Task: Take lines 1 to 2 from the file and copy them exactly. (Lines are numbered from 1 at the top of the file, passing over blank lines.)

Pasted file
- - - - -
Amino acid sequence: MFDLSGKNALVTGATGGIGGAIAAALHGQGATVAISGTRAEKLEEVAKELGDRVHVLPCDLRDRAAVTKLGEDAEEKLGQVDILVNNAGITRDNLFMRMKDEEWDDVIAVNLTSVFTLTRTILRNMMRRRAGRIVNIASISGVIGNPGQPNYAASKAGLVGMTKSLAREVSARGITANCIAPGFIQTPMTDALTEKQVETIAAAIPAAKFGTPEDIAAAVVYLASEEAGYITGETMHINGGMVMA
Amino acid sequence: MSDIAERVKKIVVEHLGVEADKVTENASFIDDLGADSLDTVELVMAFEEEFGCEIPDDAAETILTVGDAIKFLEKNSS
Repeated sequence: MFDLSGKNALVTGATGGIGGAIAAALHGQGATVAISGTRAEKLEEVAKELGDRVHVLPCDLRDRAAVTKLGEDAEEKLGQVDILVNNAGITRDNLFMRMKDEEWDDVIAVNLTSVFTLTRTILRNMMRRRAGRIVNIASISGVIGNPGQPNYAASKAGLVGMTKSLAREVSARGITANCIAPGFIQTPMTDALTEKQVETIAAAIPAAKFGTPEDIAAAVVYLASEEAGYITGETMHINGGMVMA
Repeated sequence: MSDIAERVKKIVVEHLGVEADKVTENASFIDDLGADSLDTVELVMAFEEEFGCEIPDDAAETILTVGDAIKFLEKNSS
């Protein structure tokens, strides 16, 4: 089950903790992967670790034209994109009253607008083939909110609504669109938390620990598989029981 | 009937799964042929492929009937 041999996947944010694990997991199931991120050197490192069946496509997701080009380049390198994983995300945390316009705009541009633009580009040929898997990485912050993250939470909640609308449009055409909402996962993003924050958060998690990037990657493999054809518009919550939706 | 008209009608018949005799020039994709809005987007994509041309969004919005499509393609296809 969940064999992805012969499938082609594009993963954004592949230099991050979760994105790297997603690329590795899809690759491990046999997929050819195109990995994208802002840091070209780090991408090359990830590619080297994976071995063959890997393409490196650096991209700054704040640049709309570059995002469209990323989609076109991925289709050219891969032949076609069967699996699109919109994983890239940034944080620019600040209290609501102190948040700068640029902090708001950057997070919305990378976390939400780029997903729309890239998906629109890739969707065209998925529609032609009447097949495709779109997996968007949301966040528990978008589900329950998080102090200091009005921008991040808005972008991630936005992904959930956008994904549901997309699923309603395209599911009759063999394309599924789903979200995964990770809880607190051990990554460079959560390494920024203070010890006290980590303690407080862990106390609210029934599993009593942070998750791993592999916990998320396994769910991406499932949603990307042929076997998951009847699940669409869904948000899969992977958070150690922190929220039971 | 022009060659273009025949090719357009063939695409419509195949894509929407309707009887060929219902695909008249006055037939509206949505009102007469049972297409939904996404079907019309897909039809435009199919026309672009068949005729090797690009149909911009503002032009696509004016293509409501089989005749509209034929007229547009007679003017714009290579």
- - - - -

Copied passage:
Amino acid sequence: MFDLSGKNALVTGATGGIGGAIAAALHGQGATVAISGTRAEKLEEVAKELGDRVHVLPCDLRDRAAVTKLGEDAEEKLGQVDILVNNAGITRDNLFMRMKDEEWDDVIAVNLTSVFTLTRTILRNMMRRRAGRIVNIASISGVIGNPGQPNYAASKAGLVGMTKSLAREVSARGITANCIAPGFIQTPMTDALTEKQVETIAAAIPAAKFGTPEDIAAAVVYLASEEAGYITGETMHINGGMVMA
Amino acid sequence: MSDIAERVKKIVVEHLGVEADKVTENASFIDDLGADSLDTVELVMAFEEEFGCEIPDDAAETILTVGDAIKFLEKNSS